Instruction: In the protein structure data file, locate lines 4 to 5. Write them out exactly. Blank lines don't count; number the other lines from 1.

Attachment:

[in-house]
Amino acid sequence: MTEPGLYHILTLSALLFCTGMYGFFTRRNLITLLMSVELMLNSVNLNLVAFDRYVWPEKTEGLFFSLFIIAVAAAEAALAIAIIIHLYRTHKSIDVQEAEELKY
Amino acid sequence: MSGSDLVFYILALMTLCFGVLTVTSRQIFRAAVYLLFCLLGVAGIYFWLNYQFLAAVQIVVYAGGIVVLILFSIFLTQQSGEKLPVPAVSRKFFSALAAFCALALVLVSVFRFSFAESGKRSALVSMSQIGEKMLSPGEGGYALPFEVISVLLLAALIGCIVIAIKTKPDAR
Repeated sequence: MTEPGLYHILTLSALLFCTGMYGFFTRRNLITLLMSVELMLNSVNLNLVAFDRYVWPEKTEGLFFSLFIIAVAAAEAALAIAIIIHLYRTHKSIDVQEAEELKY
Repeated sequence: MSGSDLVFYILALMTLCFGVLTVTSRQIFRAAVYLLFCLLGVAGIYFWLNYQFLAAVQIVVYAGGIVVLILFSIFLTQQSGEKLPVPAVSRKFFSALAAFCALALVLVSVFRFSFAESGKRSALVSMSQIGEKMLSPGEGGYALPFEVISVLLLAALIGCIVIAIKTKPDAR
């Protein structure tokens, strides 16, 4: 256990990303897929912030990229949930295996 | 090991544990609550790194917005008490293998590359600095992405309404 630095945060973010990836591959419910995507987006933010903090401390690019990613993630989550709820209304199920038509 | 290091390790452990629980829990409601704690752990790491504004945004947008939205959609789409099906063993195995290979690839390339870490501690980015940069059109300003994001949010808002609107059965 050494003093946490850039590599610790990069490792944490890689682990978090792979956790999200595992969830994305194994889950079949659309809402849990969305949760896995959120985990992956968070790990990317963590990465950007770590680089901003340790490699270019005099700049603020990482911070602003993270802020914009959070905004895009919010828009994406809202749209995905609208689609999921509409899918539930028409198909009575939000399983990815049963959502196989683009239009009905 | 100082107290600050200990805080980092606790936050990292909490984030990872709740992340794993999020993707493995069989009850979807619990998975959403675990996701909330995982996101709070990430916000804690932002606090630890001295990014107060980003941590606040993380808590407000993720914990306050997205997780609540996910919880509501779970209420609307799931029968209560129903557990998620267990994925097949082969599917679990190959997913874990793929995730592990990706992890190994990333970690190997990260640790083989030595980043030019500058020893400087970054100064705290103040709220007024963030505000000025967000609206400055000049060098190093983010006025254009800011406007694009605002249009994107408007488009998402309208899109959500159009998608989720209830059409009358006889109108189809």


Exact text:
Repeated sequence: MTEPGLYHILTLSALLFCTGMYGFFTRRNLITLLMSVELMLNSVNLNLVAFDRYVWPEKTEGLFFSLFIIAVAAAEAALAIAIIIHLYRTHKSIDVQEAEELKY
Repeated sequence: MSGSDLVFYILALMTLCFGVLTVTSRQIFRAAVYLLFCLLGVAGIYFWLNYQFLAAVQIVVYAGGIVVLILFSIFLTQQSGEKLPVPAVSRKFFSALAAFCALALVLVSVFRFSFAESGKRSALVSMSQIGEKMLSPGEGGYALPFEVISVLLLAALIGCIVIAIKTKPDAR